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What was the Art Deco style originally known as?

Style Moderne
Streamlined Moderne
Arte Moderne.
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Art Deco Collectibles: Fashionable Objets from the Jazz Age
by Rodney Capstick-Dale &
Diana Capstick-Dale

In the 1920s and 1930s the Art Deco style influenced everything from art and architecture, interiors and furnishings, automobiles and boats to the small, personal objects that were part of everyday life: Featuring high-quality photography and vintage illustrations and ephemera, this book brings these objects to life in exquisite detail for the first time. The objects in this themed book encompass the Deco style at its most alluring, as well as the modernity, excitement, and social revolution of the Jazz Age.

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The Story of Art Deco

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French Art Deco Geometric Brooch

Glossary of Antique Terms
Page 1

Acanthus leaf A long, narrow feathery leaf derived from a plant indigenous to the Mediterranean, found in ancient Greek & Roman, Renaissance, Baroque and Neoclassical art and architecture.

Anthemion An ancient Greek motif based on the honeysuckle flower.

Apron A horizontal section under the top of a table, on the bottom edge of the façade of a case piece, or on the bottom edge of the front seat rail of a chair. Sometimes shaped. Also known as a skirt.

Baluster A vase-shaped support. A row of balusters surmounted by a handrail is called a balustrade.

Belleek An eggshell-thin porcelain with an iridescent clear glaze.

Bohemian-style glass Another term for overlay glass.

Boss A small projecting ornament that is oval or round in form.

Britannia metal A silver-white alloy composed of copper, antimony, and tin.

Cabriole leg An S-shaped leg, typically terminating in a pad, slipper, paw, scroll or claw-and-ball foot.

Cartouche An ornamental device consisting of a tablet, sometimes bearing a coat of arms, surrounded by an elaborate frame.

Caryatid A column-like support in the form of a classical female figure.

Cased glass A type of layered glass in which the outer layer is blown first and then another layer is blown inside.

Caster A small wheel attached to the bottom of the leg of a chair, table or case piece to facilitate movement. Typically made of wood, brass or porcelain.

Center table A table made to stand in the middle of a room.

Chasing Decoration in low relief, achieved by hammering the silver or silverplate from the outside. In the process of hammering, the metal bulges forth slightly.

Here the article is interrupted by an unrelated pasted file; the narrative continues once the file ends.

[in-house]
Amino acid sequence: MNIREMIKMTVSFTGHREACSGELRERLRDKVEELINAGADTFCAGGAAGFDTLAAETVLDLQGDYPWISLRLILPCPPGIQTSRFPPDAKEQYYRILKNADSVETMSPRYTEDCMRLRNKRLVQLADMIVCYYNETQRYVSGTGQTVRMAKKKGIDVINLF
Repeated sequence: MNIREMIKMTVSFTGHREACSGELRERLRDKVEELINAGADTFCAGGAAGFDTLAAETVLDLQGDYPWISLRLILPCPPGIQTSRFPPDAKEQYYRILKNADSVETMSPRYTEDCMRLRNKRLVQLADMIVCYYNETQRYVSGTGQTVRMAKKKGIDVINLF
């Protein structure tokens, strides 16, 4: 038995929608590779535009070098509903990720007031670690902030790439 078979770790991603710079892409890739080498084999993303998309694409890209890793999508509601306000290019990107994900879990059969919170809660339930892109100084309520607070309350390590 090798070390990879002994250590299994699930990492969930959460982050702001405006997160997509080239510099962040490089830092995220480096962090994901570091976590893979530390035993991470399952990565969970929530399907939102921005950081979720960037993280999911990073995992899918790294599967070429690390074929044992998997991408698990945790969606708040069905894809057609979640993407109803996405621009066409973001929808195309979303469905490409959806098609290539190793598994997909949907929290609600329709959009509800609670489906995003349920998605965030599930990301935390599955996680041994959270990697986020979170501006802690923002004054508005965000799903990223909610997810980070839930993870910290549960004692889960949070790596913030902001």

Coin silver Silver that is 900 to 1000 parts (90%) silver.

Console table A table with only two or three legs that must be secured to a wall for additional support.

Cornice A horizontal molding crowning a case piece.

Diaperwork Repeating pattern of diamonds.

Ebonized A term describing wood that has been stained in imitation of ebony.

Embossing Decoration in high relief, achieved by hammering the silver from the inside. In the process of hammering, the metal is pushed out to form the ornamental motifs. Also known as repoussé.

Enamel Colored glaze used to decorate ceramics. Also applies to a colored glass paste used to decorate metal or glass.

Engraving Decoration of thin lines cut into the surface of silver.

EPNS Initials standing for “Electro-Plated Nickel Silver.”

Escutcheon Frame around a keyhole in a drawer or cupboard door.

Étagère A set of shelves used for the display of decorative objects. Sometimes made to stand in a corner of a room. Usually the shelves graduate in size.

Fainting couch A Victorian day bed or chaise lounge.

Festoon A garland of fruits, flowers or leaves suspended from two points.

Flashed glass A type of layered glass in which a thin outer layer is blown over the exterior.

Flat chasing Low-relief (slightly raised) decoration on silver.

Flint -enamel ware Pottery covered with a streaky glaze in colors of blue, green, and brown.

Fluting Parallel, vertical, concave channels derived from a classical column.

Gadrooning A continuous band of parallel narrow, bulging, ovoid forms.

Gentleman’s chair A large armchair made for the gentleman in the Victorian household.

Gilding Gold decoration on furniture, ceramics, glass or metal.

Girandoles A set of matched candle fixtures made to stand on a mantelpiece, usually consisting of two candlesticks and a candelabrum. Typically made of gilt bronze or brass and hung with cut-glass prisms.

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